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One of my tasks when faced with a distressed person, unsure of how they feel emotionally , is to provide them with an’ emotional menu.’ I ask them to write down the following list of typical unhealthy and healthy negative emotions.

Unhealthy negative emotions may include:

Anxiety

Depression

Hurt

Anger

Shame

Guilt

Frustration

Healthy negative emotions may include:

Concern

Sadness

Remorse

Regret

Disappointment

Annoyance

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I ask them to choose the relevant ones underlying their distress at that moment. This can be a life-changing experience . For the first time in their lives , they identify and name specific emotions relevant to them . They can then focus on their unhealthy negative emotions, which I suggest they list in order of importance. I explain in them that emotions are the signpost to our innere world can greatly assist in explaining our thoughts and behaviours. Learning how to create such a menu is the first step towards acquiring emotional resilience .

The emotional menu exercise

At this stage , I would like to ask , the reader , to carry out the following exercise , where you learn how to create your own emotional menu:

1- For the next four weeks I want you to carry a notebook and whenever something distresses you, write down the triggering event.

2- Then use the menu laid out above as a guide to explore which emotions were triggered . Are you feeling anxious , depressed , hurt, frustrated or simply sad or annoyed?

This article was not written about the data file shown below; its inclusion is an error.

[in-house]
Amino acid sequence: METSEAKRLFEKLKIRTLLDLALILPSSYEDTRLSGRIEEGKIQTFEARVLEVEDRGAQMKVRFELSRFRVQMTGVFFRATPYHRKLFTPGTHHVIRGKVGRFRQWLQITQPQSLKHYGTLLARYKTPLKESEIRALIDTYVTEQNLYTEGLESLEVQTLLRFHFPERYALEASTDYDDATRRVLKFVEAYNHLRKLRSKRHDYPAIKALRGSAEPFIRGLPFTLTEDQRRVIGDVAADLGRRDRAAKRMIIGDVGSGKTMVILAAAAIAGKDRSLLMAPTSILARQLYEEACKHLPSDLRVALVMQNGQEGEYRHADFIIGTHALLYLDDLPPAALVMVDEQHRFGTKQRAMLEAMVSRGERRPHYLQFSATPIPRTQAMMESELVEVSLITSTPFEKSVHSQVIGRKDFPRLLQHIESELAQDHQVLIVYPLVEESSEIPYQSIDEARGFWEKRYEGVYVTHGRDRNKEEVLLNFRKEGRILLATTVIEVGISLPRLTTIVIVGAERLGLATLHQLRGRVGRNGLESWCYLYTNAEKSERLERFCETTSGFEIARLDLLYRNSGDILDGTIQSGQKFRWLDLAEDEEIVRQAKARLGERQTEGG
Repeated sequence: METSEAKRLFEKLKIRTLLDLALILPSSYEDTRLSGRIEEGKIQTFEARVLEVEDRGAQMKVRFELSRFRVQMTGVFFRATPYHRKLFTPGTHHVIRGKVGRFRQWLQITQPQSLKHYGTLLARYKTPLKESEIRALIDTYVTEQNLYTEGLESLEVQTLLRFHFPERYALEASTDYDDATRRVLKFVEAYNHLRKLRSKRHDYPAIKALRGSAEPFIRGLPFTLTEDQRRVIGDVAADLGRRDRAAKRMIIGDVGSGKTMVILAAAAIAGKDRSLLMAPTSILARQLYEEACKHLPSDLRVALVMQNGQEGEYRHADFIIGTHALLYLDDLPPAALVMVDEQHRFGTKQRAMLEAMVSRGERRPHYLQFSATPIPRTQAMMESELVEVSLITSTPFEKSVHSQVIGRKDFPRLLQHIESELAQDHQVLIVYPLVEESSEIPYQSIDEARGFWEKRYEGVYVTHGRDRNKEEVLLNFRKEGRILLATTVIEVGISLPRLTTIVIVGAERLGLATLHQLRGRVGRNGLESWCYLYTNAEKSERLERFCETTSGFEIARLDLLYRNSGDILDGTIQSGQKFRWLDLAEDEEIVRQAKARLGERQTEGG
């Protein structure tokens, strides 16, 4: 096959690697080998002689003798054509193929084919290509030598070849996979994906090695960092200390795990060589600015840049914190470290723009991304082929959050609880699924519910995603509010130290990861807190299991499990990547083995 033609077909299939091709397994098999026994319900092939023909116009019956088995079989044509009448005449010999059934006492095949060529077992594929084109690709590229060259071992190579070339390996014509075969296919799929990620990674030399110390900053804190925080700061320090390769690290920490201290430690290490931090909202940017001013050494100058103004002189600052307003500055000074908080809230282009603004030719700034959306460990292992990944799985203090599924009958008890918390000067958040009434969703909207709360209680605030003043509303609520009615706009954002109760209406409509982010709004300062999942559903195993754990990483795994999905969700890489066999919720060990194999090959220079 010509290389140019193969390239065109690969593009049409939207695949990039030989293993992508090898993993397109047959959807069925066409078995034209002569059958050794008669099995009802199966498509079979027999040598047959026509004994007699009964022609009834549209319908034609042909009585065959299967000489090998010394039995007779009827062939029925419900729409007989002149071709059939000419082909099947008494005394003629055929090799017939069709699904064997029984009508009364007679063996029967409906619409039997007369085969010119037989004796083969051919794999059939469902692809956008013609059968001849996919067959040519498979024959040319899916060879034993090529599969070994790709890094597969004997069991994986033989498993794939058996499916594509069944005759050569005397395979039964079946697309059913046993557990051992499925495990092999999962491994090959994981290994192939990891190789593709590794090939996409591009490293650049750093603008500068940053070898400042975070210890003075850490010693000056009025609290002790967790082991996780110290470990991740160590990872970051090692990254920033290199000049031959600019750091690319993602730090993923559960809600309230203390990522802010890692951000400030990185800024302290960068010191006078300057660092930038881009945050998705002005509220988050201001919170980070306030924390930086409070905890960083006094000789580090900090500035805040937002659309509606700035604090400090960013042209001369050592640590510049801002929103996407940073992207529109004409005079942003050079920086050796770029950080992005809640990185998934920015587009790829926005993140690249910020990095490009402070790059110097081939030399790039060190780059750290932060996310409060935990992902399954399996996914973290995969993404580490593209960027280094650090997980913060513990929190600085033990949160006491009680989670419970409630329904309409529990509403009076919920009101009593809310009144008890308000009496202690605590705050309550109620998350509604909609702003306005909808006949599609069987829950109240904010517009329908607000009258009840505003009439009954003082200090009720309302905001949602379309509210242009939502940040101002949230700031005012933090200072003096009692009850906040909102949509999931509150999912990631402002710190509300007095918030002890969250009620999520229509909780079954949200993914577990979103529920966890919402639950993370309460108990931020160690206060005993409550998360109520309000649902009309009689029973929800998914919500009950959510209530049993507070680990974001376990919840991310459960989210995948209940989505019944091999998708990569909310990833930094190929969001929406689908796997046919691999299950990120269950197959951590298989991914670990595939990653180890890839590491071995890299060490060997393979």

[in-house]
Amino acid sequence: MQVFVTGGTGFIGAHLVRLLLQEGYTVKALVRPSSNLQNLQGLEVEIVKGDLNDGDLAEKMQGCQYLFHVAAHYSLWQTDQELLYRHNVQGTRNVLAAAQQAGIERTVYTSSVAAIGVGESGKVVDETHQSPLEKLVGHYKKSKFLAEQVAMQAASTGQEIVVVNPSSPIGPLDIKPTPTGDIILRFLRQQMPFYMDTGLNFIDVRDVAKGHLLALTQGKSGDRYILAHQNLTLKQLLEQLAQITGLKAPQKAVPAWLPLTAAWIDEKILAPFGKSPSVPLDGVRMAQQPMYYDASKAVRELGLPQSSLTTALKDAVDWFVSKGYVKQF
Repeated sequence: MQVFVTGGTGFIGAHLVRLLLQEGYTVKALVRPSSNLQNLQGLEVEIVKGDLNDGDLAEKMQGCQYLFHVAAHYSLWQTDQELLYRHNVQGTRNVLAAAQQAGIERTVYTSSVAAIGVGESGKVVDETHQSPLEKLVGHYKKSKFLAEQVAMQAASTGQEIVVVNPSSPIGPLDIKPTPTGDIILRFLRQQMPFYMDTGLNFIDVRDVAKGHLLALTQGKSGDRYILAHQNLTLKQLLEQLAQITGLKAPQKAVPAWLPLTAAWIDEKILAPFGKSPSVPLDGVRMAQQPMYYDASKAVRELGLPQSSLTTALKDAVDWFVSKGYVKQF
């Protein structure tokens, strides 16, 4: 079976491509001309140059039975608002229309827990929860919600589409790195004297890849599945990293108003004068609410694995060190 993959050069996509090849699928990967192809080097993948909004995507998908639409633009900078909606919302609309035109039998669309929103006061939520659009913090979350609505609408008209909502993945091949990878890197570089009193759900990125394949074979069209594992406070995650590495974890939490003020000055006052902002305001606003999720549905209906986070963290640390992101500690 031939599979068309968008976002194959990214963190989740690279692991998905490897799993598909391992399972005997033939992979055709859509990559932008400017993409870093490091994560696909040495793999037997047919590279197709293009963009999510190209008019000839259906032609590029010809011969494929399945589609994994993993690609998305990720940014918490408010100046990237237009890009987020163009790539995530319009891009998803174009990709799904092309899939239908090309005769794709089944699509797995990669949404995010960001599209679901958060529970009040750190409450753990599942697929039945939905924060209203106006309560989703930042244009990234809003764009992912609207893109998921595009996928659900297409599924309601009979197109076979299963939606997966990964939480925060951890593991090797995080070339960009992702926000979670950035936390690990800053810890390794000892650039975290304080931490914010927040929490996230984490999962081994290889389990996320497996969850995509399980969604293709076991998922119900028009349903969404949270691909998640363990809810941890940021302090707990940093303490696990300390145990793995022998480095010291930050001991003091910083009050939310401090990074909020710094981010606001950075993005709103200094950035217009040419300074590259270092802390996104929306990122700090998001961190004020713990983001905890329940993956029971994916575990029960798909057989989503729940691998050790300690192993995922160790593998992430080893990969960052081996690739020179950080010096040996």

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3- If several emotions are triggered, list them in order of importance to you, at that moment.

4- Pay special attention to your unhealthy negative emotions.

5- Do not be concerned about how to interpret or manage your emotions . It is just important, at this stage , to identify them.

The more you perform this exercise , the more accurately you will begin to identify your emotions. This is an important first step towards developing emotional resilience . If you can identify your emotional responses to a stressor , then coping with it becomes easier. This exercise will also teach you how often several emotions are triggered by the same stressor. Learning to identify which emotions are involved when you are exposed to difficult situations also remove much of the confusion. You can now identify emotionally why you are so distressed.

The next step on your journey is to explore the body’s internal system, which controls your physical and psychological responses to stress. Understanding its role in emotional resilience is essential.

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